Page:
I spent a day at Bandelier hiking the popular sightseeing trails (link to related post), but then it was time to delve deeper into the backcountry. First stop was the Visitor Center to obtain a free permit and information about water sources and trail conditions.
My plan was a 30-mile loop beginning with the Frijoles Canyon Trail to Upper Crossing to Stone Lions Trail to Capulin Canyon Trail to West Alamo Rim Trail to Mid Alamo Trail. Some sections of this loop require navigation skills and long water carries.
For years, Zuni Indians from westernmost New Mexico have traveled from Zuni to a place near the Rio Grande north of Cochiti Pueblo, on pilgrimages to a shrine 200 miles from their village. Even within the past 3 or 4 years, Zunis have camped in Frijoles Canyon, on their way to this same spot. The shrine that draws the Zunis so far from home is a pair of rough figures of mountain lions, rudely carved on an outcrop of tuff, crouching side by side with extended tails. Each is about 6 feet long and 2 feet high, rudely done and in poor condition, worn and disfigured and scarcely recognizable as a lion. Indeed, they have been mistaken for lizards. They are enclosed by a low wall of unshaped stones. This shrine is on the Potrero de las Vacas, one of the long, high, narrow mesas of the Pajarito Plateau, in the rough, little-travelled southern portion of Bandelier National Monument, west of Santa Fe. It is one of the very rare instances of full-size sculpture in aboriginal North America north of Southern Mexico.
The Zunis believe that the stone lions guard the entrance to a place called Shipapolima, the dwelling place of the important supernatural being called Poshaiyanki. Why these rude statues in north-central New Mexico are so important to the distant Zunis is unknown. The ideas of the local pueblos about the lions seem to be entirely different.
The stone lions are important to, and venerated by, the Cochiti Indians who live only about 10 miles to the south. But to the Cochiti they do not represent, as far as is known, an entrance to the dwelling place of a god. The Cochitis call them the “sacred place of Mokatc”. Mokatc is the panther-fetich of Cochiti hunters, and is one of the most important animals in Cochiti ritual and belief. The shrine of Mokatc was used as a place of sacred pilgrimage by a secret religious society of Cochiti, probably the hunters’ society. The stone lions apparently are still objects of veneration to the Cochitis; tracks of unshod horses have been seen there within the past two or three years. The lions probably were made by the ancestors of the Cochitis who occupied the nearby ruin of Yapashi, which was probably occupied from the 13th to the 16th century. Source: NPS
Expect to walk a wash and follow cairns on the Capulin Canyon Trail. The washes splits into a few side canyons so be wary of wandering into the wrong one. There are long stretches where finding a flat safe campsite is challenging. The water in this creek does not continue all the way to the West Alamo Rim Trail so I recommend being alert to the terminus (around mile 16 into this trip) as there won’t be any water until you drop back into Alamo Canyon 8-10 miles from this point. I needed enough water for the night, morning until I’d reach the next source.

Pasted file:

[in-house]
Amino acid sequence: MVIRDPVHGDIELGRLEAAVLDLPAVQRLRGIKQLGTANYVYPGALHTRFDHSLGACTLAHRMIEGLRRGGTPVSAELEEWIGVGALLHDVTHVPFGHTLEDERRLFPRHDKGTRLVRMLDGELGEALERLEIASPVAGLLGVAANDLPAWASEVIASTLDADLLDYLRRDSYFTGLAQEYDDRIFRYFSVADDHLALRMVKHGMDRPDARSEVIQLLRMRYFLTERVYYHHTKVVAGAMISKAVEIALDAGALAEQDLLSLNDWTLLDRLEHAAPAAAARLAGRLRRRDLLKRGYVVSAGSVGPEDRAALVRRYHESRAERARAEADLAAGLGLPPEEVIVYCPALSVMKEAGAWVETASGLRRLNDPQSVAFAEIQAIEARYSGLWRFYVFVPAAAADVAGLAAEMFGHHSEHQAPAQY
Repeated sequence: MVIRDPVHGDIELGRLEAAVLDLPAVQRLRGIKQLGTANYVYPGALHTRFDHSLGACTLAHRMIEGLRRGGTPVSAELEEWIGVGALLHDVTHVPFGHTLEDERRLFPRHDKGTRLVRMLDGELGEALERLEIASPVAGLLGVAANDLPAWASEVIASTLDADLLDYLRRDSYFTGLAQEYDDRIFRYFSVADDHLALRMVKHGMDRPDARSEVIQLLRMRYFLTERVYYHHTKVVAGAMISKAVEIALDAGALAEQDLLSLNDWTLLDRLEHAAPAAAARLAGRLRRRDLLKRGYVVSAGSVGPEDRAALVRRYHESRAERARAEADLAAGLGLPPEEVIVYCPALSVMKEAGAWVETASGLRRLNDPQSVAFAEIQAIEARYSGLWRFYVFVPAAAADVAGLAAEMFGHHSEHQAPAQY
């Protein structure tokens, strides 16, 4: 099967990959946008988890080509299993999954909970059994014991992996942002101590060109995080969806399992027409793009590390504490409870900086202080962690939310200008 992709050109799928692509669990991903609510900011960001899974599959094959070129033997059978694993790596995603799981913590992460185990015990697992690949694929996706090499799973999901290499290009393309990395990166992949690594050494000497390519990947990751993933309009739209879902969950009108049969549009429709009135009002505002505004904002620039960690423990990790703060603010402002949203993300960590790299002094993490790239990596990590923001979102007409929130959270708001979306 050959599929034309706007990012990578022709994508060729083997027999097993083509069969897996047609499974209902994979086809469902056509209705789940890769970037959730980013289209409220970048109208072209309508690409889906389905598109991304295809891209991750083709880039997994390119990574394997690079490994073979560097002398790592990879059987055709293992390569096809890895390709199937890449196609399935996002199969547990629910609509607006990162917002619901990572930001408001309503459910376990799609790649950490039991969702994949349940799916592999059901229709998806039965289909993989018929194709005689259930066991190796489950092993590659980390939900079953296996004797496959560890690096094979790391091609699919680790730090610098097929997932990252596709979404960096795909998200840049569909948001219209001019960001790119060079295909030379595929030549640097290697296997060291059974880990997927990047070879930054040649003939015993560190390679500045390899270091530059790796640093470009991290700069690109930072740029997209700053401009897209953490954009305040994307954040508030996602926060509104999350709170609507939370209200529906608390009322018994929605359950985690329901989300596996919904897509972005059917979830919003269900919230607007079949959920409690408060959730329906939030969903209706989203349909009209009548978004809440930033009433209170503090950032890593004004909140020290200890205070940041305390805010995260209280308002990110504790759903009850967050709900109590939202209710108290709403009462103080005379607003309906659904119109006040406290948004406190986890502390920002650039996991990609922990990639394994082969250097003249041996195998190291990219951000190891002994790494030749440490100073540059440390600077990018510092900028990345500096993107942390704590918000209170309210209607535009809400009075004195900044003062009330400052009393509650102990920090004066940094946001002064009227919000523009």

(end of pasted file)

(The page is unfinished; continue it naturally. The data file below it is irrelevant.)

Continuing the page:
Once a large population inhabited this canyon of Capulin Creek, but most of the evidences of habitation have vanished except for the extensive pictographs on the weatherproof back wall of the Painted Cave. The arch of the cave is shallow but wide, so that a smooth area over 50 feet long was available to the artists; several dozen drawings in a variety of reds and blacks adorn this surface. It is probable that many generations of artists used the cave, since space finally ran out and later drawings are superimposed on their faded predecessors. Moreover, evidence of historic, or post-Spanish, artistry is here—a sketch of a conquistador on horseback, another of a mission church complete with cross. Source: NPS
Wind continued to be an issue. Finding an appropriate campsite was challenging. Gale force winds in an exposed area or near burned trees is not my idea of living to hike another day. I’m always grateful I can check the weather report on my InReach. Wind was due to decrease significantly in the evening, making my campsite selection a little less worrisome.
- Date(s) Hiked: April 16-18, 2018
- Mileage (per Gaia): 30
- Elevation Gain/Loss (per Gaia, tends to underreport): 4,004’/3,920′
- Elevation Low/High (per Gaia): 5,353’/7,314
- Trail Conditions:
- Tree obstacles: some due to recent fire damage
- Overgrowth: some including poison ivy
- Signage: adequate on the maintained trails
- Terrain: varied between smooth freeway to rocky to steps to lumpy
- Navigation Skills: Minimal for all except Capulin and the Alamo Rim trails which I’d consider moderate
- Water availability: Only two reliable sources but both run for quite a distance
- Camping availability: Minimal! It was challenging to find appropriate camping especially in wind gust conditions
- Solitude: High! Saw a group of 5 day hikers on day 1, a couple of backpackers on day 2, and no one on day 3
- Bugs: A few gnats and mosquitoes; however, I was told ticks can be a problem
- Wildlife: The rare, Albert’s squirrel, lots of lizards, a couple deer, old bear scat, a dead elk, cat prints
- Precip: None, very dry
- Temp: One night it dropped to 28F. Days were probably in the 50’s and 60’s.
- LNT: No problems
- Jan’s Cherry Picker Delight Scale: 3+ cherries (out of 5)
- NPS maps, National Geographic maps and trail sign names do not match.
- Be bear aware
- Be cat aware
- Lots of areas around Bandelier marked red indicating high security. You have to drive through a security checkpoint to reach Bandelier where they run your driver’s license.